The design of the American Indian Galleries represents a departure from the neo-classical details of the original building, devoid of ornamentation, replaced by clean, modern details, which place emphasis on the collection itself. While the color palette was restrained, the materials throughout the space exude richness and depth. The Israeli Greige Limestone flooring and base create a monolithic field on which glass cases provide a setting for vibrant works of Native art. Built by the renowned casework fabricator, Laboratorio Museotechnico Goppian of Milan, the large expanses of glass provide an uninhibited view of the collection and allows the bright and colorful work of one Native culture to be viewed through the lens of another.
The new galleries each feature work from a unique period in American Art history and are arranged in chronological order. They culminate in the collection’s grand exhibit space, Rowland Hall. Designed in the Adam Style, Rowland Hall features ornate molding and an elaborate vaulted plaster ceiling illuminated by two-glass oculi. On the opposite end of the linear sequence of galleries is the Rotunda, an existing “nodal” gallery of its own significance. The Drawing and Print Corridor and Antechamber, which connect Rowland Hall to the original Rotunda, have also been completely renovated. New painting galleries have been created and feature modernized laylite glass ceilings, in response to the original glass ceiling installation found in typical galleries throughout the Museum.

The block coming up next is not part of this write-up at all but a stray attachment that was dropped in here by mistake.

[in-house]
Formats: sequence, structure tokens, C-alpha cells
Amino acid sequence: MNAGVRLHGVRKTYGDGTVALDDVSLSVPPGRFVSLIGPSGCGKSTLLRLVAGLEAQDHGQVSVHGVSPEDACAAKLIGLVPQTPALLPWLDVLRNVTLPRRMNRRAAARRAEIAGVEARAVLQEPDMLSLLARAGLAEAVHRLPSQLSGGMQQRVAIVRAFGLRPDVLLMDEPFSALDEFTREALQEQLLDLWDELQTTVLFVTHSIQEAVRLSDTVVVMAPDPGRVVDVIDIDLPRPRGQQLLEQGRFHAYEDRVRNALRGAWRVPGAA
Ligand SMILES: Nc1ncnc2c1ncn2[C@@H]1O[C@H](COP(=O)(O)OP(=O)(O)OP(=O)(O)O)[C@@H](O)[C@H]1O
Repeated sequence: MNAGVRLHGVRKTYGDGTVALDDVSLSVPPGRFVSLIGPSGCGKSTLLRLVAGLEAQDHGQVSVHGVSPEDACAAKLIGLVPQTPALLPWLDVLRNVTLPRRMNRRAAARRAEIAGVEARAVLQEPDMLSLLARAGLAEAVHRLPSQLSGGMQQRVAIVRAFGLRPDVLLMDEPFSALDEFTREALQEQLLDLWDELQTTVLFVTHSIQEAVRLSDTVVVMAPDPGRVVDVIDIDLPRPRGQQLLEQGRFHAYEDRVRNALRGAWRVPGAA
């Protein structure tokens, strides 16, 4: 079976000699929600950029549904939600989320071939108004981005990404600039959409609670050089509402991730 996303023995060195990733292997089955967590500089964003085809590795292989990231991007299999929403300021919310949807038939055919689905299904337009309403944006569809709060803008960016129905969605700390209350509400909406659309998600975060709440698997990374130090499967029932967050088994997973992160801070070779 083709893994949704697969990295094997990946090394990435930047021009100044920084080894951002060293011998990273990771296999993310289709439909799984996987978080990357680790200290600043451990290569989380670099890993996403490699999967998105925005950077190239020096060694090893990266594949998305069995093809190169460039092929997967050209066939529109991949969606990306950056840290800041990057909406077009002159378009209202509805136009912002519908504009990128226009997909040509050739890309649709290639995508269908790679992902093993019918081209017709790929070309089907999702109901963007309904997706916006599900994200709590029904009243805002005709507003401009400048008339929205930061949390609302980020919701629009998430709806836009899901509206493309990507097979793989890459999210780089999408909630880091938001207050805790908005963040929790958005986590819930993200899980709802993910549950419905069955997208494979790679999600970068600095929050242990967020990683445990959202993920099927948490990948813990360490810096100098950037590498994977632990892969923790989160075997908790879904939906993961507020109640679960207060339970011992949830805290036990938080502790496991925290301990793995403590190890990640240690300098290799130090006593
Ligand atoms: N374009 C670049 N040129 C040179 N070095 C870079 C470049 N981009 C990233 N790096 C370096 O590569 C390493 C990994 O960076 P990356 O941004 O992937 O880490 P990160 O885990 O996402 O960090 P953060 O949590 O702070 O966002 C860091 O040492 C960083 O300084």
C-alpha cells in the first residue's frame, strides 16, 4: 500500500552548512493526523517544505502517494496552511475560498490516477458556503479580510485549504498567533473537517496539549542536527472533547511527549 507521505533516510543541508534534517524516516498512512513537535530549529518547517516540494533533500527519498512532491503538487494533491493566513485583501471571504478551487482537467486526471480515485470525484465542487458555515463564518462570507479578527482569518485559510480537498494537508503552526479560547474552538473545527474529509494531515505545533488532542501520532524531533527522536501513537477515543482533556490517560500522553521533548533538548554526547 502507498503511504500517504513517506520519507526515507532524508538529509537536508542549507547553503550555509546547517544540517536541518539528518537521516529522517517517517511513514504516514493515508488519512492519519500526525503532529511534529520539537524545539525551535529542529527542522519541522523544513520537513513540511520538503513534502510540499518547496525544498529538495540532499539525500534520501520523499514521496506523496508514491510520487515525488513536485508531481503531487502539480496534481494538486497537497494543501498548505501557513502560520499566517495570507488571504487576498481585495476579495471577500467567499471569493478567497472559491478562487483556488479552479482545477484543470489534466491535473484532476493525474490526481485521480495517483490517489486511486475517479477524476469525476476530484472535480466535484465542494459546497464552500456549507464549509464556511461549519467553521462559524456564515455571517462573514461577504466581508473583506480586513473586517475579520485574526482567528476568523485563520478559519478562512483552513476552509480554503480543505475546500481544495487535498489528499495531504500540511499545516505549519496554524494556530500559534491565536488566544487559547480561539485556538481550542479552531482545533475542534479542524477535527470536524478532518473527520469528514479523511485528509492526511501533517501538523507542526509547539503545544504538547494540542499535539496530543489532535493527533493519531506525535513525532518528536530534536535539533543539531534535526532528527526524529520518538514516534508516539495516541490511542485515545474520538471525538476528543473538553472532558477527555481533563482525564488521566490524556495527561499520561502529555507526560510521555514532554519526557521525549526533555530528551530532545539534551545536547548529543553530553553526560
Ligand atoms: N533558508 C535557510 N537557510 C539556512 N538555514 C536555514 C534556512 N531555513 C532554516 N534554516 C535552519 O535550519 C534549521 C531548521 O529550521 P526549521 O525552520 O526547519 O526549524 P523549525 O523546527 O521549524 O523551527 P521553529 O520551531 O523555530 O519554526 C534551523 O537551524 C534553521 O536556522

The new Egyptian Gallery, part of the Susan B. and Mark A. Susz Galleries provides a permanent home for the exquisite funerary objects of the Ancient Egyptian noblewoman Meretites. In addition to a complete renovation of architectural finishes, lighting and new casework, the scope of work also included comprehensive life safety and mechanical system upgrades. The exterior walls of the Nelson-Atkins Building, which define the galleries were bolstered with new insulation and a moisture barrier helping to preserve the collection and improve the performance of the Museum’s operations. The design of new Egyptian Gallery features clean, modern details, which place emphasis on the collection itself.